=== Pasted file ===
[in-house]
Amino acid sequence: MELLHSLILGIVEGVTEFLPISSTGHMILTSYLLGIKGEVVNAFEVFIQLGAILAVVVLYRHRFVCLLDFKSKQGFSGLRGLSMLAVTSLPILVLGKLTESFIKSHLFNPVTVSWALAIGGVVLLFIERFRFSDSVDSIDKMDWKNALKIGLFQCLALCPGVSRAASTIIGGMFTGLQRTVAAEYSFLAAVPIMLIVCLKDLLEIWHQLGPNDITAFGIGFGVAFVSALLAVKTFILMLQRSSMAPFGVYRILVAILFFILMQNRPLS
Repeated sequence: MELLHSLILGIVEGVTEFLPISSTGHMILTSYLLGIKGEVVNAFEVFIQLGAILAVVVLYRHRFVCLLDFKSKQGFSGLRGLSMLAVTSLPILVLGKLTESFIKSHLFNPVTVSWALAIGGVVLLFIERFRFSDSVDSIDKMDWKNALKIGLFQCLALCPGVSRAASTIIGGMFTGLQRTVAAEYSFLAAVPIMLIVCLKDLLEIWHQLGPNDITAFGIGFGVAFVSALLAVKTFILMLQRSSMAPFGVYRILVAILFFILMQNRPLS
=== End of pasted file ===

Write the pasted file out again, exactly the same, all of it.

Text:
[in-house]
Amino acid sequence: MELLHSLILGIVEGVTEFLPISSTGHMILTSYLLGIKGEVVNAFEVFIQLGAILAVVVLYRHRFVCLLDFKSKQGFSGLRGLSMLAVTSLPILVLGKLTESFIKSHLFNPVTVSWALAIGGVVLLFIERFRFSDSVDSIDKMDWKNALKIGLFQCLALCPGVSRAASTIIGGMFTGLQRTVAAEYSFLAAVPIMLIVCLKDLLEIWHQLGPNDITAFGIGFGVAFVSALLAVKTFILMLQRSSMAPFGVYRILVAILFFILMQNRPLS
Repeated sequence: MELLHSLILGIVEGVTEFLPISSTGHMILTSYLLGIKGEVVNAFEVFIQLGAILAVVVLYRHRFVCLLDFKSKQGFSGLRGLSMLAVTSLPILVLGKLTESFIKSHLFNPVTVSWALAIGGVVLLFIERFRFSDSVDSIDKMDWKNALKIGLFQCLALCPGVSRAASTIIGGMFTGLQRTVAAEYSFLAAVPIMLIVCLKDLLEIWHQLGPNDITAFGIGFGVAFVSALLAVKTFILMLQRSSMAPFGVYRILVAILFFILMQNRPLS